3. Collaboration between police and the community to improve security, promoting peaceful coexistence and order.
Inauguration of the Lavarreda Community Kiosk with Mayor Ricardo Quiñónez, representatives from the U.S. Embassy in Guatemala, National Civil Police and residents. Image Courtesy of Guatemala City.

The first step was to identify where to start the program. In 2016, with the support of the Ministry of the Interior, the National Civil Police and other government agencies, Mayor Ricardo Quiñónez’s delegates identified the six municipal areas with the highest crime rates. These six zones comprise 38% of the city’s area and are home to 64% of its population.  Subsequently, the program team identified the areas where there was the highest concentration of criminal acts in each area. For the first phase of the program (2017-2019), six neighborhoods with high population concentration adjacent to these areas with higher crime rates were prioritized to make improvements, seeking to strengthen citizen coexistence and improve security with a preventive approach. For the second phase, three priority neighborhoods were added (2020-2022). 

The City sought a successful crime prevention model to inform improvements in public spaces. The municipal government team involved residents in priority neighborhoods through exploratory walks, surveys and workshops. For example, the “Neighborhood of Your Dreams” workshops allowed residents of all ages to express their visions for improvements through drawings.  

The improvements in public spaces varied depending on the neighborhood, since they respond to the needs that the neighbors expressed about each one. For example, in one of the nine neighborhoods intervened to date, in the area of ​​San José La Chácara and Saravia in Zone 5, more than 15,000 residents have directly benefited, since a new promenade has been implemented that includes a bike lane, exercise machines, trees and improved lighting.

Regarding preventive security infrastructure, a Community Kiosk was installed in the existing park. The strategy to locate these facilities seeks to build them close to squares, parks or public transport stations, integrated into a video surveillance system and constant training for police officers, since they are articulated with existing police stations, stations and substations of the National Civil Police.

The overall results are encouraging: more than 12,000 square meters of public spaces recovered in 9 neighborhoods, including squares, parks, walks and bike paths, directly benefiting more than 119,000 people.  

For residents, the benefits of the Prosperous Neighborhood Program included a reduction in crime rates and an increase in perceptions of safety. For example, a survey conducted in 2022 of residents of San José La Chácara and Saravia found a 12% reduction in crime victims, a 26% increase in the perception of safety and an increase of seven hours in the use of public parks.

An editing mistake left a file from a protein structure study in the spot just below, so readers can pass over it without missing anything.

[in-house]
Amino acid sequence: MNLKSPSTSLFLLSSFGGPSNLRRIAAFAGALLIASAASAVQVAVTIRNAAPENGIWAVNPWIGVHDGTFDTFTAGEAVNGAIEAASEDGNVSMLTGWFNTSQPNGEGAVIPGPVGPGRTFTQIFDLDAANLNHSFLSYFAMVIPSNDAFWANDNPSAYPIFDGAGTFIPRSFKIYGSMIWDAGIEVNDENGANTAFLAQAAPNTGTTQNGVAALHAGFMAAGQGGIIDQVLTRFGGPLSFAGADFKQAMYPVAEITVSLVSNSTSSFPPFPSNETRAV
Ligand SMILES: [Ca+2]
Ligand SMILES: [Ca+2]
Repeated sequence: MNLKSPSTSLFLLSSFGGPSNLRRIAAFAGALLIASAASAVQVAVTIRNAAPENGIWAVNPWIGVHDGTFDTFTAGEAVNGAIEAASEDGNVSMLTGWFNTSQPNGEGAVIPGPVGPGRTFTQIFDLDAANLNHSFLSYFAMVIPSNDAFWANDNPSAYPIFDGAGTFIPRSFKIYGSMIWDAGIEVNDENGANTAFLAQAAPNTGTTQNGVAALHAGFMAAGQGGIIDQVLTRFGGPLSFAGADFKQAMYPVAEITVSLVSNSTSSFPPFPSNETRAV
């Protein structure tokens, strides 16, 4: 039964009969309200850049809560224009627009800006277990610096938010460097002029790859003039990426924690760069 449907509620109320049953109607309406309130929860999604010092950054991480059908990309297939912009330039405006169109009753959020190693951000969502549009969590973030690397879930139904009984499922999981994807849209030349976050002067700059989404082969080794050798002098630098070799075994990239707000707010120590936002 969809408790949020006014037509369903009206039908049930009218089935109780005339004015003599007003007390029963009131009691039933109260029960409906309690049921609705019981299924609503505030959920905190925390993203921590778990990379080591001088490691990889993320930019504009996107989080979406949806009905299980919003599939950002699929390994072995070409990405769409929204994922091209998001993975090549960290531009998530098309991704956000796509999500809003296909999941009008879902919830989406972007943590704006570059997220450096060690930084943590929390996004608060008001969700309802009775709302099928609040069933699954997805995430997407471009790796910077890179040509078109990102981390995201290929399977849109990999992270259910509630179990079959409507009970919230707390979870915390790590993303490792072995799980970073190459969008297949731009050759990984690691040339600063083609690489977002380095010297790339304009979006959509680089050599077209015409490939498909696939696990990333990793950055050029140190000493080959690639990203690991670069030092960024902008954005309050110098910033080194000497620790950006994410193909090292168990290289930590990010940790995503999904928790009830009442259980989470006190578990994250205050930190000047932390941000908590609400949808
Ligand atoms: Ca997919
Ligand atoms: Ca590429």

Infographic of highlights and achievements of the Prosperous Neighborhood Program. Courtesy of Guatemala City.

Looking ahead, the Municipality of Guatemala will continue to expand the program while optimizing its approach based on data and lessons learned.  Since 2023, it has expanded the Program to 36 neighborhoods, benefiting 48% of the municipality’s population. The results so far confirm that sustainably improving public safety requires more than simply deploying police resources. When residents can confidently use the public spaces they feel are their own, it produces a deeper sense of community—and a more prosperous and secure Guatemala City. 

“The city is our home and the goal is for us to love it. Let’s take care of it, live in it and improve it together.”

Mayor Ricardo Quiñónez

“Strengthening coexistence between neighbors and improving security in the neighborhoods are priorities for the Prosperous Neighborhood program.  We aim to improve the quality of life and create a city with opportunities for all.” 

Mayor Ricardo Quiñónez
Plaza El Limón was revitalized as part of Prosperous Neighborhood. Image Courtesy of Guatemala City.

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Issaquah, Washington, USA

Data Helps Issaquah Close Gaps in Homeless Services

Project Type:
Community Engagement, Equity, Housing

At a Glance


Staff from the City’s Homeless Outreach program had 1,555 interactions with unhoused community members between September 2021 and January 2024. On average, it takes four to five interactions with a person before they consider accepting services.


Created and launched Data Quah, a data training program for staff. All new hires participate in Data Quah 101 to learn about the City’s data collection and tracking systems. Over 50% of staff engaged with Data Quah in its first year.


Monitored crime trends and partnered with local businesses to gather and share data. In 2023, burglaries fell by 37% and thefts by 26%.


Using data to show how investment in the arts promotes tourism and economic development. The City tracks requests for arts grants, providing insight into community-wide needs and allowing for more strategic funding decisions. (Jakob is a city art highlight.)

Staff from the City of Issaquah’s Human Services team first met John in September 2021. At the time he was camping under bridges and had been homeless for four years. It took repeated meetings to build enough trust with John to begin the process of finding him a permanent home. With the help of the City, federal rental assistance and family, John moved into an apartment in March 2022.